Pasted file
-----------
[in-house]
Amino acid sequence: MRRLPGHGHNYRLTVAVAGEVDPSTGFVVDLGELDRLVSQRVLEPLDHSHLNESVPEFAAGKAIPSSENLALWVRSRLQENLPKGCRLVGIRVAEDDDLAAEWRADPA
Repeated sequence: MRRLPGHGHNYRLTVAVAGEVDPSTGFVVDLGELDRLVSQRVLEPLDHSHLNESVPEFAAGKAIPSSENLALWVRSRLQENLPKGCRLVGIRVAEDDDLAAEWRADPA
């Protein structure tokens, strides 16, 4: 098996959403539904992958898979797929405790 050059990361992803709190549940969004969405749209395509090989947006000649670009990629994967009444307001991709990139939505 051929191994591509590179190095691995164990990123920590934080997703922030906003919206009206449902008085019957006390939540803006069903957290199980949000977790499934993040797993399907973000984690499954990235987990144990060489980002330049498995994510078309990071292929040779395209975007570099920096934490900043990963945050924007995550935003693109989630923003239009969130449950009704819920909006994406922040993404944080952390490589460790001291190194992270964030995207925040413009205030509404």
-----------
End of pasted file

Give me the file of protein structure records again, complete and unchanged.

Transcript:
[in-house]
Amino acid sequence: MRRLPGHGHNYRLTVAVAGEVDPSTGFVVDLGELDRLVSQRVLEPLDHSHLNESVPEFAAGKAIPSSENLALWVRSRLQENLPKGCRLVGIRVAEDDDLAAEWRADPA
Repeated sequence: MRRLPGHGHNYRLTVAVAGEVDPSTGFVVDLGELDRLVSQRVLEPLDHSHLNESVPEFAAGKAIPSSENLALWVRSRLQENLPKGCRLVGIRVAEDDDLAAEWRADPA
């Protein structure tokens, strides 16, 4: 098996959403539904992958898979797929405790 050059990361992803709190549940969004969405749209395509090989947006000649670009990629994967009444307001991709990139939505 051929191994591509590179190095691995164990990123920590934080997703922030906003919206009206449902008085019957006390939540803006069903957290199980949000977790499934993040797993399907973000984690499954990235987990144990060489980002330049498995994510078309990071292929040779395209975007570099920096934490900043990963945050924007995550935003693109989630923003239009969130449950009704819920909006994406922040993404944080952390490589460790001291190194992270964030995207925040413009205030509404």